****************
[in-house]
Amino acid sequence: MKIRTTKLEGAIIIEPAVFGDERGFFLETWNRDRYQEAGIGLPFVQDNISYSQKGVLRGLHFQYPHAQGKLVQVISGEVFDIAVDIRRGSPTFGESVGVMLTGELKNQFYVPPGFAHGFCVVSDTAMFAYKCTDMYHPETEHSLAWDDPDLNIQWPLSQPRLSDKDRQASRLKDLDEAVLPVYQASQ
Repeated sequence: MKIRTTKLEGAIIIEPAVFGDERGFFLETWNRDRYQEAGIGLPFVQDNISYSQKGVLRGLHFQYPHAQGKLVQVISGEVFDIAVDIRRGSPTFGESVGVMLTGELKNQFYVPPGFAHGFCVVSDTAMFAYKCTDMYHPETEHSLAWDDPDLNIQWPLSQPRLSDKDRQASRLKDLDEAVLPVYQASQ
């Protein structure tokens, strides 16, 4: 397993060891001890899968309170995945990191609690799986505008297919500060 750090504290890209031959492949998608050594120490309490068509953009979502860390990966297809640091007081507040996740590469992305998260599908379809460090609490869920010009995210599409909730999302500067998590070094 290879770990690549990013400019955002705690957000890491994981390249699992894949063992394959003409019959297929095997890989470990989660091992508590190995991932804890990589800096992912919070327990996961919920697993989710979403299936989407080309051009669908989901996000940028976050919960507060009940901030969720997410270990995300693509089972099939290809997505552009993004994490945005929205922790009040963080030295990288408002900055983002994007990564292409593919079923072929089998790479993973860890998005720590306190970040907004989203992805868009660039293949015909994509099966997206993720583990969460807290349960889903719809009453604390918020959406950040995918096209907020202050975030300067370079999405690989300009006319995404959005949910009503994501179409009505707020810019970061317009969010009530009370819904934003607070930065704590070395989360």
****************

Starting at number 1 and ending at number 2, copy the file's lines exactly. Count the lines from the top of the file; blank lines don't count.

[in-house]
Amino acid sequence: MKIRTTKLEGAIIIEPAVFGDERGFFLETWNRDRYQEAGIGLPFVQDNISYSQKGVLRGLHFQYPHAQGKLVQVISGEVFDIAVDIRRGSPTFGESVGVMLTGELKNQFYVPPGFAHGFCVVSDTAMFAYKCTDMYHPETEHSLAWDDPDLNIQWPLSQPRLSDKDRQASRLKDLDEAVLPVYQASQ